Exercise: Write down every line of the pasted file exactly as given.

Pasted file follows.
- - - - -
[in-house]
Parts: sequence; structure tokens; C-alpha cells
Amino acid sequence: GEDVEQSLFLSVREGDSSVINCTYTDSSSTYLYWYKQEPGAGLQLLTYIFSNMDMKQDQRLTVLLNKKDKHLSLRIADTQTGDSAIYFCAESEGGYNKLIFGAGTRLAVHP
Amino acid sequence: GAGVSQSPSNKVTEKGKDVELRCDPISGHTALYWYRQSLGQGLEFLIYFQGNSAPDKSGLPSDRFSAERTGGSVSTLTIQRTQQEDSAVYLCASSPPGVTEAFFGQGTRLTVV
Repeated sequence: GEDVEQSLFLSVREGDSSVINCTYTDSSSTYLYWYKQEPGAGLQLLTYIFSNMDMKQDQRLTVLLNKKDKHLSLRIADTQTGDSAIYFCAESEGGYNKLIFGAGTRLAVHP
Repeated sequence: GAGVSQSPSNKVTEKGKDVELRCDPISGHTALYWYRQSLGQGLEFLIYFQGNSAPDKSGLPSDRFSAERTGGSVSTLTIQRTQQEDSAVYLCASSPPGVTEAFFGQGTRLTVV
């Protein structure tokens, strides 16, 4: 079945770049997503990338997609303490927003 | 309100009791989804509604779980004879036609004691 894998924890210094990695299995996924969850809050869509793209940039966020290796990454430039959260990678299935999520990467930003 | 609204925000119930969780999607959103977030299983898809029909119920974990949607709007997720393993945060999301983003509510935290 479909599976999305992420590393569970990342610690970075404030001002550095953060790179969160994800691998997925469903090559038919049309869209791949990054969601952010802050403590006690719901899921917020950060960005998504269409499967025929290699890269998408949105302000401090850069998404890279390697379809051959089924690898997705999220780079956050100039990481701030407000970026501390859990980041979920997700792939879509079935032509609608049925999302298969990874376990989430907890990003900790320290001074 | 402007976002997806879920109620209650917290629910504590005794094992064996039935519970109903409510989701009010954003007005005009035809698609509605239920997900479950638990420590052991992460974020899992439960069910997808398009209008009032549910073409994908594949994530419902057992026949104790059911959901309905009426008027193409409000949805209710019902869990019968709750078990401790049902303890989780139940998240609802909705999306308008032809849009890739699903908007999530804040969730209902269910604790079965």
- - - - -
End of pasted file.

[in-house]
Parts: sequence; structure tokens; C-alpha cells
Amino acid sequence: GEDVEQSLFLSVREGDSSVINCTYTDSSSTYLYWYKQEPGAGLQLLTYIFSNMDMKQDQRLTVLLNKKDKHLSLRIADTQTGDSAIYFCAESEGGYNKLIFGAGTRLAVHP
Amino acid sequence: GAGVSQSPSNKVTEKGKDVELRCDPISGHTALYWYRQSLGQGLEFLIYFQGNSAPDKSGLPSDRFSAERTGGSVSTLTIQRTQQEDSAVYLCASSPPGVTEAFFGQGTRLTVV
Repeated sequence: GEDVEQSLFLSVREGDSSVINCTYTDSSSTYLYWYKQEPGAGLQLLTYIFSNMDMKQDQRLTVLLNKKDKHLSLRIADTQTGDSAIYFCAESEGGYNKLIFGAGTRLAVHP
Repeated sequence: GAGVSQSPSNKVTEKGKDVELRCDPISGHTALYWYRQSLGQGLEFLIYFQGNSAPDKSGLPSDRFSAERTGGSVSTLTIQRTQQEDSAVYLCASSPPGVTEAFFGQGTRLTVV
């Protein structure tokens, strides 16, 4: 079945770049997503990338997609303490927003 | 309100009791989804509604779980004879036609004691 894998924890210094990695299995996924969850809050869509793209940039966020290796990454430039959260990678299935999520990467930003 | 609204925000119930969780999607959103977030299983898809029909119920974990949607709007997720393993945060999301983003509510935290 479909599976999305992420590393569970990342610690970075404030001002550095953060790179969160994800691998997925469903090559038919049309869209791949990054969601952010802050403590006690719901899921917020950060960005998504269409499967025929290699890269998408949105302000401090850069998404890279390697379809051959089924690898997705999220780079956050100039990481701030407000970026501390859990980041979920997700792939879509079935032509609608049925999302298969990874376990989430907890990003900790320290001074 | 402007976002997806879920109620209650917290629910504590005794094992064996039935519970109903409510989701009010954003007005005009035809698609509605239920997900479950638990420590052991992460974020899992439960069910997808398009209008009032549910073409994908594949994530419902057992026949104790059911959901309905009426008027193409409000949805209710019902869990019968709750078990401790049902303890989780139940998240609802909705999306308008032809849009890739699903908007999530804040969730209902269910604790079965």